Today (20 June), Council members will be briefed by Jamal Benomar, the Special Adviser to the Secretary-General on Yemen. Benomar, who was in Yemen earlier this month, is expected to brief members on the worsening security situation, the implementation of the national dialogue outcomes and the economic challenges facing Yemen.
With the security situation continuing to deteriorate, Council members will be looking for an assessment from Benomar of whether recent incidents are a sign of serious political instability. According to media reports, on 14 June President Abd-Rabbu Mansour Hadi ordered the removal of heavy weaponry from the outskirts of Sanaa and had troops stationed outside a mosque controlled by former President Ali Abdullah Saleh due to fears of a coup attempt. Earlier, on June 11, Hadi partially reshuffled the cabinet and also ordered the closing down of a television station operated by his own party, the General People’s Congress, yet closely associated with Saleh.
Benomar is also likely to cover the fuel crisis and the blackout on 10 June after armed men in Mareb province sabotaged the power station there. This led to protests in Sanaa the next day. The government has had difficulties paying for the highly subsidised fuel for some time and suggestions that it plans to reduce fuel subsidies has sparked protests in the past. The IMF has offered a $500 million loan if there are cuts to subsidies and spending. While the government has agreed in principle, there are concerns that price hikes could lead to further instability. Some members are likely to focus on the importance of meeting the IMF’s conditions and accelerating economic reforms.
Members will also want to hear more about the attacks over the last two days on military posts in the northern provice of Amran by Shi’a Houthi rebels which broke a ceasefire mediated by Benomar on 4 June. The attack on 18 June killed seven soldiers and 18 rebels according to media reports. Council members may be interested in an assessment of the actions needed for a sustainable ceasefire and in getting a better understanding of the state-within-a-state erected by the Houthis in Saada province. They may also be looking for more information on the government’s campaign against Al-Qaida in the Arabian Peninsula militants in the south of the country which began in April.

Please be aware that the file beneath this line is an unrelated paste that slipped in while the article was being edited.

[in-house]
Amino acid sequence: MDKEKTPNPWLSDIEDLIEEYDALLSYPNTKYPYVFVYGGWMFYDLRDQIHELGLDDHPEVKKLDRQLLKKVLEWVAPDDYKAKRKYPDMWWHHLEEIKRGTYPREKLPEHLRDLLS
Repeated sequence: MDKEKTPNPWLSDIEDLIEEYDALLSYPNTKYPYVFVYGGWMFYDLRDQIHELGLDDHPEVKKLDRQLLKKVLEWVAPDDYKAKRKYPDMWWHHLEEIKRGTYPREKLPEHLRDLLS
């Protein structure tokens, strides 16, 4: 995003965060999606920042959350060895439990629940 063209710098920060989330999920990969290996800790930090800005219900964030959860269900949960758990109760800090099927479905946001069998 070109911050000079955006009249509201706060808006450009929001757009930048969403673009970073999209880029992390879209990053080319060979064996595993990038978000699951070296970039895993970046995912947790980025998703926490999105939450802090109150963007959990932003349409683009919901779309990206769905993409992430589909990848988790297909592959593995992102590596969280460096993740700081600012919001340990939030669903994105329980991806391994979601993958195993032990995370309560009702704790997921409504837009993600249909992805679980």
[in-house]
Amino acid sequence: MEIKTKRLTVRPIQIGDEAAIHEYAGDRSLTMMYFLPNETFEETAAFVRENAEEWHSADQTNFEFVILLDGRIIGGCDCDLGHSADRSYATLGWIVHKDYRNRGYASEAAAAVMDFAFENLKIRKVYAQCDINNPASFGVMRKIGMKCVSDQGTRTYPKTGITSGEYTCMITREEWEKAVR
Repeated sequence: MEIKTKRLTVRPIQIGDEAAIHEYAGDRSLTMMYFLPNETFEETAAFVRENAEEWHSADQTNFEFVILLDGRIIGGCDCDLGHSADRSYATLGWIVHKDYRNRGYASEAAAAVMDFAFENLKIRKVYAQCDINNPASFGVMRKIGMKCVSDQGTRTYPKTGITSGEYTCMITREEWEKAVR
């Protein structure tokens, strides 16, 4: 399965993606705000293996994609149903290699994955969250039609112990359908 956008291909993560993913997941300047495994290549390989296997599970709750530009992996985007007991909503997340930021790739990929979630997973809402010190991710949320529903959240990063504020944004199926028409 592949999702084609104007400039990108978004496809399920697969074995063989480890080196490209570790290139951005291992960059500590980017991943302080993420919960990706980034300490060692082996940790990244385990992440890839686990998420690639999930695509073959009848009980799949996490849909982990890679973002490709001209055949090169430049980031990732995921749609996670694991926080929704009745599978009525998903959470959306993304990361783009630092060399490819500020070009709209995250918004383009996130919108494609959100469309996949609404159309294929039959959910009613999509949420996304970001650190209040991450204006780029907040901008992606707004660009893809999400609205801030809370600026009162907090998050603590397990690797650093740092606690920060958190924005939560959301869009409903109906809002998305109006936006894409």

Benomar is expected to update Council members on progress in the political transition process in line with the outcome of the National Dialogue Conference (NDC). Members may be interested in Benomar’s views on the Constitutional Drafting Commission’s preliminary text on the economic, social and cultural foundational principles for the new constitution and his impressions of the constitutional drafting process.
There may also be interest in news that a leader of the Southern Movement (Hirak), Brigadier General Nasser Al-Nooba, will meet with representatives of the Gulf Cooperation Council in the coming days. (Hirak is an affiliation of groups which has pushed for greater autonomy in the south.) Although the government on 25 April appointed a national authority for the implementation of the NDC final outcome and a commission was appointed to carry out the NDC recommendation into six federal regions, buy-in from Hirak has been uncertain. Council members will therefore be particularly interested in hearing about Benomar’s meeting with Al-Nooba during his visit to Yemen in early June and his assessment of the prospects of a compromise between the government and the secessionist movement.
Human rights issues and the bleak humanitarian situation might also be discussed. Some Council members may raise the government’s continuing reluctance to address past human rights violations and examine lessons learnt despite prior commitments to do so. These members may urge Benomar to convey the need for the government to form the commission originally intended to address the 2011 human rights violations and set up a Transitional Justice Commission as stipulated in the NDC final document. Accountability regarding past crimes potentially attributable to Saleh, however, has been a difficult issue for the Council, which in resolution 2014 of October 2011, urged all parties to commit to a political settlement on the basis of the GCC implementation initiative notwithstanding the fact that it grants Saleh immunity from prosecution. In addition, some members may want more information about human trafficking in Yemen and detention camps where, according to a recent Human Rights Watch report, African migrants are tortured with the complicity of local officials. Humanitarian issues such as widespread food insecurity and challenges for IDPs, returnees and refugees may also be covered.